Home >> Whats hot

Monuments Men: Forbidden City restorers share their secrets

Updated: 2015-09-29 07:55:59

( China Daily )

Share on

[Photo by Wang Kaihao/China Daily]

"If they are basically well-preserved, we will leave them intact."

Old royal files and blueprints are major reference material for today's restorers, but a lack of old restoration logs is a problem.

So to leave better records for future restorers, Huang and Bai helped to compile logs recording this restoration of Cining Gong, the first since 1949.

Giving a glimpse of the painstaking work involved in the restoration, Huang says that the old measurement tools and pulleys are still used in the process.

"Today's industrial products are often unable to meet the need for extremely high quality in the restoration of the palace."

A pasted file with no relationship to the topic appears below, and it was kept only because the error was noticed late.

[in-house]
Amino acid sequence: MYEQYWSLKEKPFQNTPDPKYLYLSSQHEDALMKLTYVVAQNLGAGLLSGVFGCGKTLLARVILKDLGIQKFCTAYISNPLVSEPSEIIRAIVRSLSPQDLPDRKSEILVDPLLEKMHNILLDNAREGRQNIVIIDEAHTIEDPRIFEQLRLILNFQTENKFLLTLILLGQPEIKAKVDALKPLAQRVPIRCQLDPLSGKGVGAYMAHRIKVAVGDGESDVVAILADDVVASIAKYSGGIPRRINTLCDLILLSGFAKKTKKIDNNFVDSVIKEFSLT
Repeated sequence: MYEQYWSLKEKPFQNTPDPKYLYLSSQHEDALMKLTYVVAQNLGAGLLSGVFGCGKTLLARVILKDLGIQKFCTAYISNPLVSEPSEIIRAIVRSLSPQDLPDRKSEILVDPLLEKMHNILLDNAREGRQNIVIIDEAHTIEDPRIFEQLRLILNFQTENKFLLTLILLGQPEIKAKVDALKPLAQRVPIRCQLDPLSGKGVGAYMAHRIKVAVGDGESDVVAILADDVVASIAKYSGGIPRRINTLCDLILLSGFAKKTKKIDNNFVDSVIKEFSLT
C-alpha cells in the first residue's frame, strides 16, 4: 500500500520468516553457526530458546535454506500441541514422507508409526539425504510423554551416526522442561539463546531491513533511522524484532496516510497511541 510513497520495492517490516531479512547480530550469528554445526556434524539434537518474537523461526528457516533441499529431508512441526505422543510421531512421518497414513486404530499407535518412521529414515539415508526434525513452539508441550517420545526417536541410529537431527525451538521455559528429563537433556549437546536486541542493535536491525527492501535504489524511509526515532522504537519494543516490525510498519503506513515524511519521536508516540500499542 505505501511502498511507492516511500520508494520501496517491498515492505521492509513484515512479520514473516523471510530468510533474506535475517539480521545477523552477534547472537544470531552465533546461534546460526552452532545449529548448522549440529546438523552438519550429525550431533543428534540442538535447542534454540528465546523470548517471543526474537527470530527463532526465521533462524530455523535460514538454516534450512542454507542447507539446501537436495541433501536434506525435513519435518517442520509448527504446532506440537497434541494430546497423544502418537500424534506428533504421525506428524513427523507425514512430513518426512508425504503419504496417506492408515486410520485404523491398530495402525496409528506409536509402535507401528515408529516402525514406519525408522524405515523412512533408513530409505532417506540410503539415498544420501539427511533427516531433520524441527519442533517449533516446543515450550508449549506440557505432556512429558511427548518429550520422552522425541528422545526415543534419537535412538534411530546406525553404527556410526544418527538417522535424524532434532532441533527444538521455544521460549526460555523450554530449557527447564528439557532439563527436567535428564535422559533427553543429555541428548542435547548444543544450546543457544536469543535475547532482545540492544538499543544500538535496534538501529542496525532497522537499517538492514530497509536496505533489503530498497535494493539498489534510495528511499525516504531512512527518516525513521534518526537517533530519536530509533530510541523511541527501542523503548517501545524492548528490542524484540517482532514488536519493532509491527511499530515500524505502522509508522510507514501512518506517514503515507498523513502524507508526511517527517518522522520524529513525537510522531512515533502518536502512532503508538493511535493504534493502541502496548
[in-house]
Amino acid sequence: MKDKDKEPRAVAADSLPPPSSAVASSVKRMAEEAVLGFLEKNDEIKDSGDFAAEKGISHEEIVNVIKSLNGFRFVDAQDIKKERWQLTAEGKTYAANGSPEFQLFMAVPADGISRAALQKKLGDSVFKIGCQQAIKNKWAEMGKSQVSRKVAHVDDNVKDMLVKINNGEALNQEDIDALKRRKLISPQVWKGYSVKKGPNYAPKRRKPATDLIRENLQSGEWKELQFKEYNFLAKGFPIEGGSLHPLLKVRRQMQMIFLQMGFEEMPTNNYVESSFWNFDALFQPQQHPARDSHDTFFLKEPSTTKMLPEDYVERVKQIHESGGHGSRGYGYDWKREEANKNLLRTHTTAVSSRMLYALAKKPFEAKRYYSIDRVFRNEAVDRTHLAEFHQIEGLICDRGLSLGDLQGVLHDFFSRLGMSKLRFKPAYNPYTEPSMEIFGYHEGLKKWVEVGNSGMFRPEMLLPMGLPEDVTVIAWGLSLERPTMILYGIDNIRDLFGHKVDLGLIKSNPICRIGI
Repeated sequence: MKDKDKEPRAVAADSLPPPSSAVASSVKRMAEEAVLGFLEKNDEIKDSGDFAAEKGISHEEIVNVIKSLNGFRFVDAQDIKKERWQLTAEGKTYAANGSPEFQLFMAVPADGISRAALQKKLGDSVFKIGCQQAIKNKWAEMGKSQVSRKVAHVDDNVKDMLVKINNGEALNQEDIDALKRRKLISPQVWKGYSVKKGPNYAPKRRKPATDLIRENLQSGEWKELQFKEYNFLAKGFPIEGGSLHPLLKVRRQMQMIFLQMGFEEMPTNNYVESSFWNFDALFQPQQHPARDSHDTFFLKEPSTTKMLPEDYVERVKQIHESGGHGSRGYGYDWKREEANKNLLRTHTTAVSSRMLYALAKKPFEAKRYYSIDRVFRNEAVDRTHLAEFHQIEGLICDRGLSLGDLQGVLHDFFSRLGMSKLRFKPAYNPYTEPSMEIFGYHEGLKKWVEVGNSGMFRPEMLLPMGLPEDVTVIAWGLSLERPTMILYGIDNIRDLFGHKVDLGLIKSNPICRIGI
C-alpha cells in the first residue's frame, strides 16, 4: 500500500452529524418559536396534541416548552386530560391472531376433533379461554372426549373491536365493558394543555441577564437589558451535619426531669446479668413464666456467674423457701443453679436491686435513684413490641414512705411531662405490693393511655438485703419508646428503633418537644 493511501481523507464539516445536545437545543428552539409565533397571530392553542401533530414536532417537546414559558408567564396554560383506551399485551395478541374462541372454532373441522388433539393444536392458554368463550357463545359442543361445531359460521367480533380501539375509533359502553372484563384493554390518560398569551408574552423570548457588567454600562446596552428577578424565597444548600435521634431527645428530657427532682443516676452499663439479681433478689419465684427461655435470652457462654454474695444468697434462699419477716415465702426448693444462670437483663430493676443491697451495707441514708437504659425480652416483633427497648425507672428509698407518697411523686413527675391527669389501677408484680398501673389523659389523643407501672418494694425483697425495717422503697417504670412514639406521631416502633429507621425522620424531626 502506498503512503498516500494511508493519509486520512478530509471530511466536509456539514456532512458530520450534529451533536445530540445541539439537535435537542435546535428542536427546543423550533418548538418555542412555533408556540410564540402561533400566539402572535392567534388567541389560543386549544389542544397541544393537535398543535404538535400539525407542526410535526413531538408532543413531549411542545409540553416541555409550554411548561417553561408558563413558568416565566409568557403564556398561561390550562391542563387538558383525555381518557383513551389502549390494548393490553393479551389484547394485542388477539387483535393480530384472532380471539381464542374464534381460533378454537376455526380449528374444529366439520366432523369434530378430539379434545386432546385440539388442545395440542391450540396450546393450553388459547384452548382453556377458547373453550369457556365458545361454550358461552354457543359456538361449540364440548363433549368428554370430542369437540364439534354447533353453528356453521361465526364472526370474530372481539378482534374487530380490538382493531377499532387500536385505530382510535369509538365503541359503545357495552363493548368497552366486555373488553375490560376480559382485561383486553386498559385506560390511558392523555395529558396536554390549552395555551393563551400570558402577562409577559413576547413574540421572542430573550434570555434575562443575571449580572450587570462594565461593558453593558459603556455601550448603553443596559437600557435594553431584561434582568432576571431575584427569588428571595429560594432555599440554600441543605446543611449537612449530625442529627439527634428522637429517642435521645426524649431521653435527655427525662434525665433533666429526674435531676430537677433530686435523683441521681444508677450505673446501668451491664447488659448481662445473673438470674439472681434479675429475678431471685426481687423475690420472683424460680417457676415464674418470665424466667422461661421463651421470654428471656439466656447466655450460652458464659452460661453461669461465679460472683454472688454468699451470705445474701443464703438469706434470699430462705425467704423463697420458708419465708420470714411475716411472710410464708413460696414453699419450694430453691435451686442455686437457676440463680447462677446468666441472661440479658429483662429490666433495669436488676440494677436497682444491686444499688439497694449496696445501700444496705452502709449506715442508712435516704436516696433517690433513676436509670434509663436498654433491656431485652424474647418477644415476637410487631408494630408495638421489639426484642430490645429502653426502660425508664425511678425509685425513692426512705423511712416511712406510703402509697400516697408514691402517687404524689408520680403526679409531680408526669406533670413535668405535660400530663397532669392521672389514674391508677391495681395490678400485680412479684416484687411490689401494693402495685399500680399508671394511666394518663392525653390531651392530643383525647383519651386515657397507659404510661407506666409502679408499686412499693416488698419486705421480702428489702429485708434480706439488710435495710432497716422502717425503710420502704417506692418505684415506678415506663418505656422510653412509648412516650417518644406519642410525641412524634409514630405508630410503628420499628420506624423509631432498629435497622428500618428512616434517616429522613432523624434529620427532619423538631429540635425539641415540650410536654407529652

The palace is thus more like a handmade luxury.

For instance, the protective layers brushed on the lumber are still made from tung oil (traditional Chinese wood oil) and hemp. No chemical paint is used.

Bai says that though machine-made bricks were used to pave some of the spaces in the museum, the bricks used to restore the palace were sourced from the original workshops that produced them.

"We researched historical files to find out where bricks for the Forbidden City came from during the Qing Dynasty, and we ordered materials from them," Bai says.

The Palace Museum had earlier announced that 76 percent of its area would be open to the public by the end of 2016, which means that a lot of the painstaking restoration work will be seen by the public.

"Numerous visitors will inevitably have an impact (on the structures)," says Huang. "However, without people, what is the meaning left for a building?"

Previous 1 2 3 4 Next
Editor's Pick
Hot words
Most Popular